NICE says no to Xofigo, Zaltrap
Brits in search of Bayer's prostate cancer drug Xofigo or Sanofi's colorectal drug Zaltrap should prepare for disappointment: the National Institute for Health and Care Excellence has said neither of these drugs will make it onto the national formulary.
For Xofigo, it was a matter of poor documentation: NICE said in its rejection that Bayer failed to “provide the Committee with any data on how well radium-223 works compared to docetaxel or abirateone,” lapses which made it impossible for the committee to determine if the drug was a cost-effective measure.
Sanofi's hurdle: price. By NICE's measure, the actual cost for Zaltrap was around $11,600 more per quality-adjusted life year—also referred to as a QALY—than the value that Sanofi listed for the drug. The QALY is a metric the committee uses for cost comparisons.
Even at the lower end, Sanofi's estimate came in at around $73,000 per QALY as opposed to NICE's comfort zone which is between $33,000 and $50,000.
In terms of per-prescription costs, NICE wrote it would cost between $487 and $975, depending on the dose and length of treatment.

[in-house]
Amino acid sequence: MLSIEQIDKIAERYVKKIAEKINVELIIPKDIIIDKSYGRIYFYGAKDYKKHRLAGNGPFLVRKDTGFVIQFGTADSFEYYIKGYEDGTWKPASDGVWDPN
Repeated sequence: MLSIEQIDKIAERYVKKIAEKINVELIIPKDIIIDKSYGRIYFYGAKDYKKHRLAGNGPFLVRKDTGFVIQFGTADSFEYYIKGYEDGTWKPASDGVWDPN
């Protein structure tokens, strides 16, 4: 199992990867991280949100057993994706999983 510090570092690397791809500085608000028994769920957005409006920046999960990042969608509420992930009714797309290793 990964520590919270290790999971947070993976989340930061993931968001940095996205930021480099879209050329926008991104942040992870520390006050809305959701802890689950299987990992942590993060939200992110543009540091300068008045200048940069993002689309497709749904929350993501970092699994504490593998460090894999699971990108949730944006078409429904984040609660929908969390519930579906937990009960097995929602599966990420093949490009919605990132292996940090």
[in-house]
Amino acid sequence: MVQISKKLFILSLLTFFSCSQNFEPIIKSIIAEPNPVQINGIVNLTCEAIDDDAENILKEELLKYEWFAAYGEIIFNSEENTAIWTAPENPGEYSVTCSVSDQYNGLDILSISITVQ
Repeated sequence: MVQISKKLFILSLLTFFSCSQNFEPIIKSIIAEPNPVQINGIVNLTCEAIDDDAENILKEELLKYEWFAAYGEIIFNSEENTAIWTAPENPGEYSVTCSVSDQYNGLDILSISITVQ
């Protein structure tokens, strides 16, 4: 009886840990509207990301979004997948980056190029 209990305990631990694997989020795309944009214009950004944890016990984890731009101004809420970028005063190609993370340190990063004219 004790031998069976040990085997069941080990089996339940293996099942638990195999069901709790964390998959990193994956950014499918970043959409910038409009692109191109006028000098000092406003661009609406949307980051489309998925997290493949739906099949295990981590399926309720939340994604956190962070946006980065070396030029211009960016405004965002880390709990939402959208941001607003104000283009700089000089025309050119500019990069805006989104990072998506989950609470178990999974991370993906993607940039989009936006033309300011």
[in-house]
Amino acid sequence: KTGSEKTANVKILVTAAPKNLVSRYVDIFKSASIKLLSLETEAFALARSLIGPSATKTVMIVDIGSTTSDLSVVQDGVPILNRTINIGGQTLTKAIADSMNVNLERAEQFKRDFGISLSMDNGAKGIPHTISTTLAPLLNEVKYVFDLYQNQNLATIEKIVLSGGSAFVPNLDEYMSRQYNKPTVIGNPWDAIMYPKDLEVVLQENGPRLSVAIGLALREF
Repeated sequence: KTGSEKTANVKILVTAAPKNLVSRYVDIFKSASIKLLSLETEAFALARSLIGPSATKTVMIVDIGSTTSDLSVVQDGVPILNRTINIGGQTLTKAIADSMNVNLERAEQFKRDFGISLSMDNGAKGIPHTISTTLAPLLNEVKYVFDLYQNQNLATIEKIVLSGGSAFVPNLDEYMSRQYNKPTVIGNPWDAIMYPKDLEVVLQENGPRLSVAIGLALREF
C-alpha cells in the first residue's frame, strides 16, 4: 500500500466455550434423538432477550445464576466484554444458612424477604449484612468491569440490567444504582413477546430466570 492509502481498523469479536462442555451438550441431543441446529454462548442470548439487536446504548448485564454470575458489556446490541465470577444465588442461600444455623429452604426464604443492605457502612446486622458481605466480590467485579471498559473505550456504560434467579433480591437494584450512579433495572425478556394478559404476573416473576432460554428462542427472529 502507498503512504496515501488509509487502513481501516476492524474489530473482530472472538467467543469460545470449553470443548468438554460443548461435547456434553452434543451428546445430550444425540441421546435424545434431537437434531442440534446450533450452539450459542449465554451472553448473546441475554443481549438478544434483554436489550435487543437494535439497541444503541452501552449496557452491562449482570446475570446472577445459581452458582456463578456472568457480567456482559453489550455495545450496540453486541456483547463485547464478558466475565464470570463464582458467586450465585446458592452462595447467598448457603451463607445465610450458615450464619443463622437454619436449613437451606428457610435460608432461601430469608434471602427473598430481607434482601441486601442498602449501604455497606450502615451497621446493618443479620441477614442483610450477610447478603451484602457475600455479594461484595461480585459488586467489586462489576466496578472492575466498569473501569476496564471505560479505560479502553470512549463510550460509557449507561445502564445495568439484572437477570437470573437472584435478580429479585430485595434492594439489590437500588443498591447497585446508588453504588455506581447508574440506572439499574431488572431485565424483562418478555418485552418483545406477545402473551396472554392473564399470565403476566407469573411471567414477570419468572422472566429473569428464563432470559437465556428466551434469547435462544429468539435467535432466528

Committee Chief Executive Andrew Dillon noted in the rejection that the National Health Service already has six on-formulary colon cancer treatments that “justify what the NHS will have to pay for them.”
Sanofi's rejection may feel familiar, because it echoes the public standoff between the pharmaceutical company and New York's Memorial Sloan Kettering Cancer Center that played out in last fall's New York Times Op-Ed pages. In this case three doctors wrote they refused to prescribe Zaltrap, which cost $11,000 for a month's treatment, when older, cheaper Avastin “works through a similar molecular mechanism” with the same general outcome.
Sanofi saved face by offering a facility discount a month later, and ended up pocketing $73 million in Zaltrap sales in 2013.